Though the strength of this research lies in the interpretation of the messages provided by the newspaper articles, readers’ comments provide some insight into understanding and concerns regarding VMMC. Similarly to the Op/Ed articles, many individuals wrote comments referring to the benefits and limitations of VMMC, the need for sustained condom promotion, and expressed concern that the media and government should provide better and more comprehensive risk communication.
This research demonstrates that one Kenyan newspaper, the Daily Nation, is not effectively or comprehensively communicating the limitations of VMMC. Thus, several recommendations are being proposed to improve risk communication. First, the government could provide regular news releases or information sessions to the media, which communicate the procedures’ partial protection. This information should be presented in a clear and concise manner, without the use of probabilities. This may be challenging, as the VMMC campaign may no longer be considered newsworthy of reporting. Second, continued monitoring is needed to ensure media messaging concerning VMMC includes discussion of limitations and encourages condom use following circumcision. If this emphasis does decline, this should signal the need for a repeated media campaign on the part of public health professionals to raise public awareness. Third, further research should be conducted to investigate whether the general public understands that VMMC does not completely protect them from HIV infection and the importance of sustained condom use whether or not they are circumcised. This research could involve surveys of people’s attitudes or employ more qualitative methods of focus group discussions and interviews.
This study has several limitations. The Daily Nation online newspaper was selected due to its ease of access and wide readership across Kenya, however no other newspapers were selected. It is possible that many Kenyans prefer other news outlets to receive information, and that other newspapers may communicate the limits of VMMC and encourage sustained condom promotion in a more pronounced way. The Daily Nation is also an English language newspaper. Even though many Kenyans speak English, it is possible that non-English newspapers may represent VMMC in a different way. This small sample size is therefore only a small portion of a larger news media landscape. As Daily Nation is not indexed by any news database system, it is possible that additional articles may have been missed. Moreover, newspapers are only one source of mass media that shapes public understandings of risk information. NGO and Government pamphlets and community outreach programs may communicate slightly different messages than that from newspapers because newspapers are independent bodies that present information in ways designed to attract increased readership. In addition no inter-coder reliability score was produced as only one individual coded and analyzed the data, though a group reflexive process and audit trail were employed. The single coder developed conceptual categories, including operationalized definitions, collaboratively with a senior-member of the research team, who also served as auditor of the interpretive coding. While double coding was not undertaken, emerging interpretations were challenged to ensure against premature closure of ideas. Lastly, in September 2011, Kenya was cited as the leading country in the uptake of VMMC in Africa, thus a limitation is the time period in which this analysis was conducted (2008–2010) because it does not include the 2011 calendar year .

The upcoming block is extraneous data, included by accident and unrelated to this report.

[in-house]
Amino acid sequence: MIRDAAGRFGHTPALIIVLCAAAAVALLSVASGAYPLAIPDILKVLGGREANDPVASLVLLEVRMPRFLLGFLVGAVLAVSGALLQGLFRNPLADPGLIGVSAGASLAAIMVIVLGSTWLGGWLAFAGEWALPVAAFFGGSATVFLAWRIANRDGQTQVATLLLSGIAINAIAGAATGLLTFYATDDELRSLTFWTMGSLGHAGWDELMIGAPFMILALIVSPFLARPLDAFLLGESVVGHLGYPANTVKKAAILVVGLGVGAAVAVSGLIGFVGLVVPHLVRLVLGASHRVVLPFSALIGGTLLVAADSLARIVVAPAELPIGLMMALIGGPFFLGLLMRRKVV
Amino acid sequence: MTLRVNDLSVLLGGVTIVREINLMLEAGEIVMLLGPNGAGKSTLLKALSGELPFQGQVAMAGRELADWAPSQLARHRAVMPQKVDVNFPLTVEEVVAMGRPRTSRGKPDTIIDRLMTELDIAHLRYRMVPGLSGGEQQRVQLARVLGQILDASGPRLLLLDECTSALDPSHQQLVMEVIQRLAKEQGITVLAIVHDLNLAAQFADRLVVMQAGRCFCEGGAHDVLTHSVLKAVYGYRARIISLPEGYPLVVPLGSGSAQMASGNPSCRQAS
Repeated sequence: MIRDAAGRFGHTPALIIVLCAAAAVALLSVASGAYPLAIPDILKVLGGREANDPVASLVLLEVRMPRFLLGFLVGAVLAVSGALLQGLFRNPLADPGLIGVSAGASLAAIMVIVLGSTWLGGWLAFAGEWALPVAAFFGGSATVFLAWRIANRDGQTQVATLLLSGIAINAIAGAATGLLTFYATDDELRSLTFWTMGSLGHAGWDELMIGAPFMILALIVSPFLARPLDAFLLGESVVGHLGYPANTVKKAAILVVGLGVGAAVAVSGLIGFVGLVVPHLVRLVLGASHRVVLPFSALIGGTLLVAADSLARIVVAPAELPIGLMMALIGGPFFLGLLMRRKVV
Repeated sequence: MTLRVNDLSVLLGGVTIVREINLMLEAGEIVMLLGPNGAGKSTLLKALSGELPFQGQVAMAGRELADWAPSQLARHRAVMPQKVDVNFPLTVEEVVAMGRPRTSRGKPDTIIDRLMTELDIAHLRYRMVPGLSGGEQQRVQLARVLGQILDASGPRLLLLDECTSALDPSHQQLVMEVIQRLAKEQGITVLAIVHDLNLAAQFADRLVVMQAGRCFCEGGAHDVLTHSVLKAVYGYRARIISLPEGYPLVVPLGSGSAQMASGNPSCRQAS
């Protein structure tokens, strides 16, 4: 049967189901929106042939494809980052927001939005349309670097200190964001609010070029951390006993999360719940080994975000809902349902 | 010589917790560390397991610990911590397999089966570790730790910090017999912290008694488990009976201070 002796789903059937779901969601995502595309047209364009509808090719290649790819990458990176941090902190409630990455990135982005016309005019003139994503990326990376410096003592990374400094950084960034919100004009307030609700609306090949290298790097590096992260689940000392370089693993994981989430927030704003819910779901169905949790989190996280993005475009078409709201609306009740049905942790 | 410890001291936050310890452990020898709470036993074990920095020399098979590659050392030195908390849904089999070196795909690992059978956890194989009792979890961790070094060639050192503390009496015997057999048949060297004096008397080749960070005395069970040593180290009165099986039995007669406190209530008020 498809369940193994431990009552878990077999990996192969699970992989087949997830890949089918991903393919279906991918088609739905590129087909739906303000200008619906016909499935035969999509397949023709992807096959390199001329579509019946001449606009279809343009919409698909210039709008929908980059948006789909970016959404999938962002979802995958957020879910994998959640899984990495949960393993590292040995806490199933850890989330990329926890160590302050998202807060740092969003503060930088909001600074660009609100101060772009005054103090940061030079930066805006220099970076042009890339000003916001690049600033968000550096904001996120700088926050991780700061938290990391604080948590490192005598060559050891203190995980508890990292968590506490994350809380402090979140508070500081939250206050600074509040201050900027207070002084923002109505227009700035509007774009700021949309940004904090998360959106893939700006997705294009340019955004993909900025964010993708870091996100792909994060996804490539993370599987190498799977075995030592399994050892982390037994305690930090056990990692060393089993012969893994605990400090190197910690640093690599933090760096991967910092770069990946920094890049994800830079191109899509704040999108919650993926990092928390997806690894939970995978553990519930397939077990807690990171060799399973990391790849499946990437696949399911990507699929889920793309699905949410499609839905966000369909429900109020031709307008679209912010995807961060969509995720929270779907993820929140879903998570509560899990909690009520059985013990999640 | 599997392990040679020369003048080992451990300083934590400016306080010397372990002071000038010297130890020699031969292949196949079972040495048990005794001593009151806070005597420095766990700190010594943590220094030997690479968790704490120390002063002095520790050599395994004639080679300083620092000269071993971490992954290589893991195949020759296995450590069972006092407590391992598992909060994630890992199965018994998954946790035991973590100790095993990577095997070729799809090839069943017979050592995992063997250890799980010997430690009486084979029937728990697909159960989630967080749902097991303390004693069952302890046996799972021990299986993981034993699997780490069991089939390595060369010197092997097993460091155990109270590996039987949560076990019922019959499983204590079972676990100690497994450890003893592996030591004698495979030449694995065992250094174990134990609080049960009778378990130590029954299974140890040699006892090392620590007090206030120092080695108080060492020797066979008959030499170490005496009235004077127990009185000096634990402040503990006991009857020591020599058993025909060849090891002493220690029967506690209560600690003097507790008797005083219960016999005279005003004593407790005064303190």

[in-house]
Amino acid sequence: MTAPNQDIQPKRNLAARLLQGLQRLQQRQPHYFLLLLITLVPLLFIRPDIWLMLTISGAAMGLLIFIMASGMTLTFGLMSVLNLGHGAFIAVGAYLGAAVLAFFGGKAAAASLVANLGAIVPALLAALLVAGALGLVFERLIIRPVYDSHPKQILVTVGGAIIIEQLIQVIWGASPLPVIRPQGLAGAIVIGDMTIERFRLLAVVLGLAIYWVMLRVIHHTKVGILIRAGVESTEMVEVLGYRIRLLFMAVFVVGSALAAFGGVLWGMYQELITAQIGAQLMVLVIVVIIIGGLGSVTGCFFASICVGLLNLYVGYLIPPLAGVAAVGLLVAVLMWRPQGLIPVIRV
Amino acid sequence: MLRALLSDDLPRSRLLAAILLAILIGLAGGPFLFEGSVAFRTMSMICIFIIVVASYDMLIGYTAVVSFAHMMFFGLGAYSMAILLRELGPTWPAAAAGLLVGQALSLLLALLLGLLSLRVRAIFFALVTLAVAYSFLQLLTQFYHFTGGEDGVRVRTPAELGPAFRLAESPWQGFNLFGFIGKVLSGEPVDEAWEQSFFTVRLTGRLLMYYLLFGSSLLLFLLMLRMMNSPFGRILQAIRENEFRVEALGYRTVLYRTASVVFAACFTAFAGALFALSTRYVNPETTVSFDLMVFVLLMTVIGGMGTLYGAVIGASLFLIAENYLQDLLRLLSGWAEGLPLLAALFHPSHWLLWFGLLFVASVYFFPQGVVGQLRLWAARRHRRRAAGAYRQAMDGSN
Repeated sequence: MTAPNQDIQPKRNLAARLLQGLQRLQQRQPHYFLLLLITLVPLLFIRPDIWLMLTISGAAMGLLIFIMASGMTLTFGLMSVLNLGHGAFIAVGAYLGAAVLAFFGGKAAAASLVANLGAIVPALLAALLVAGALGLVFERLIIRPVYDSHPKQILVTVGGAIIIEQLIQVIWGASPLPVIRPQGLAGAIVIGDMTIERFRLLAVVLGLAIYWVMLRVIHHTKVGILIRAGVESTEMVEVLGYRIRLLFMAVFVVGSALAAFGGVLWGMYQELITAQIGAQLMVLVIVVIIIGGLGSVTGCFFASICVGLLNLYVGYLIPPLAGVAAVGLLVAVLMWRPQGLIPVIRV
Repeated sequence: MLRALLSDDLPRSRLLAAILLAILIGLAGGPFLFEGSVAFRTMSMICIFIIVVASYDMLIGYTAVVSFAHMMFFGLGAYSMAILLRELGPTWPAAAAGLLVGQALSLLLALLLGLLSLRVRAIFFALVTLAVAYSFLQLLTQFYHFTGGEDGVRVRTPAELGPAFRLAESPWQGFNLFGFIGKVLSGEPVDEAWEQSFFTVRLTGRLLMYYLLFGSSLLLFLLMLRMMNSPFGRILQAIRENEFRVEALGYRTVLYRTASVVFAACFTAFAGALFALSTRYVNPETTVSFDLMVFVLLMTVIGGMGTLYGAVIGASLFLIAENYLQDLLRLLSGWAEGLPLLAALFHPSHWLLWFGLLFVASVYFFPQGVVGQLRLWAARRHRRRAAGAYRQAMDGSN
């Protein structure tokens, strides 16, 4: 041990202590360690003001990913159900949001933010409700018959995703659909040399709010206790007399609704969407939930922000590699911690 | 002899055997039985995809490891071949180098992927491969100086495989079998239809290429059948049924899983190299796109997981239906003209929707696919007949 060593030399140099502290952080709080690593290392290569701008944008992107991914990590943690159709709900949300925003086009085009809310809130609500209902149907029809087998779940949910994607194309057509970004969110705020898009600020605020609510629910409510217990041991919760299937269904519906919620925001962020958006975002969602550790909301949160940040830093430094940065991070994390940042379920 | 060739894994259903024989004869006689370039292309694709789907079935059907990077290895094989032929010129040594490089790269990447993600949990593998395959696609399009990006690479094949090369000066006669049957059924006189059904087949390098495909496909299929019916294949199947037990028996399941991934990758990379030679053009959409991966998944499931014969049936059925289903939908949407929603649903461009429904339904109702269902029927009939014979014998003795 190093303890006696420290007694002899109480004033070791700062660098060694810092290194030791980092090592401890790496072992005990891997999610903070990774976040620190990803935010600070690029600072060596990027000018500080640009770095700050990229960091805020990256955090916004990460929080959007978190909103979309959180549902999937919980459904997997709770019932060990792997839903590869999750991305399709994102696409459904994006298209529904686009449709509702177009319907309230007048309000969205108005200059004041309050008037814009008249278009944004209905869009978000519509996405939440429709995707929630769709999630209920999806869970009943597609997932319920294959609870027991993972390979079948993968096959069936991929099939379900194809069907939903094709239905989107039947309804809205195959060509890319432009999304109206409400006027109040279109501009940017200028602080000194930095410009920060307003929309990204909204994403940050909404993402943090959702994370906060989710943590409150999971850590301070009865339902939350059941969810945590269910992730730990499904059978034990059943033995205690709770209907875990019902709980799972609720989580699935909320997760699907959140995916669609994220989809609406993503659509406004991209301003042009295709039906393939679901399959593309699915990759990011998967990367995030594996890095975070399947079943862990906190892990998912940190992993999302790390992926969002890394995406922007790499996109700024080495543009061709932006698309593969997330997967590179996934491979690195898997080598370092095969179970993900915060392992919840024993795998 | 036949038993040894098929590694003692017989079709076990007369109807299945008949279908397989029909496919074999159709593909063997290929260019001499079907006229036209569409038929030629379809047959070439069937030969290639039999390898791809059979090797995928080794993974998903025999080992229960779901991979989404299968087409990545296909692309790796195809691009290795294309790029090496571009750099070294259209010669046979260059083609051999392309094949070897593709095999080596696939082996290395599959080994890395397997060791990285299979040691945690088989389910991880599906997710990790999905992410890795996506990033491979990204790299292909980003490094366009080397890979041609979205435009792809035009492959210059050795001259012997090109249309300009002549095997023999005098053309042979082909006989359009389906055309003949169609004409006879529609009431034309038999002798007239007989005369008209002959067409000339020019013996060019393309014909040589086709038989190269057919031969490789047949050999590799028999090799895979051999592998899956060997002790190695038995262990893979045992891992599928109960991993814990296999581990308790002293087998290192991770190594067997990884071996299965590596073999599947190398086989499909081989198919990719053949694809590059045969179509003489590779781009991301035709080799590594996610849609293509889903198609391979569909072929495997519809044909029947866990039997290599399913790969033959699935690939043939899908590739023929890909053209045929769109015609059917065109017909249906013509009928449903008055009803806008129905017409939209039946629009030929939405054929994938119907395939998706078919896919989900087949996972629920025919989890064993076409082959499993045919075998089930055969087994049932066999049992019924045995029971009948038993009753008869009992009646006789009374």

This analysis demonstrated that newspaper articles from the Daily Nation fail to emphasize the importance of understanding the limitations of VMMC and do not promote the sustained use of condoms in the majority of articles published regarding VMMC. This finding seems to contradict the public health recommendations put forth by the WHO and many other researchers.
The absence of certain forms of information in newspapers can be a crucial component in understanding public health risk communication. As a large number of individuals receive the majority of their information about HIV/AIDS from the news media, it is important that the news media communicate clearly and do not omit critical information. The risk of still acquiring HIV after circumcision may be more effectively presented using words, rather than numerical values. As Kenya continues to have a high VMMC uptake, it is important that articles focus not only on its potential to reduce HIV infections, but should also explicitly communicate the limitations of the procedure and remind individuals that condom use remains essential.
This research was funded by a grant from the Canadian Institutes of Health Research/Canadian HIV Vaccine Initiative – CIHR Team in the socio-cultural aspects of implementing HIV vaccine programs among MSM and FSWs in Asia and Africa (VSR-107742). All analyses were performed a research laboratory supported through a Canadian Institutes of Health Research Tier II Canada Research Chair in Environment and Health Risk Communication and funded by a grant from the Canadian Foundation for Innovation (Driedger's CRC-CFI Research in Science Communications award 2012990). CM was financially supported by a Western Regional Training Centre for Health Services scholarship, a graduate fellowship in Aboriginal Health Research – Network Environment for Aboriginal Health Research, and a CIHR – Regional Partnerships Program Master’s Award MHRC.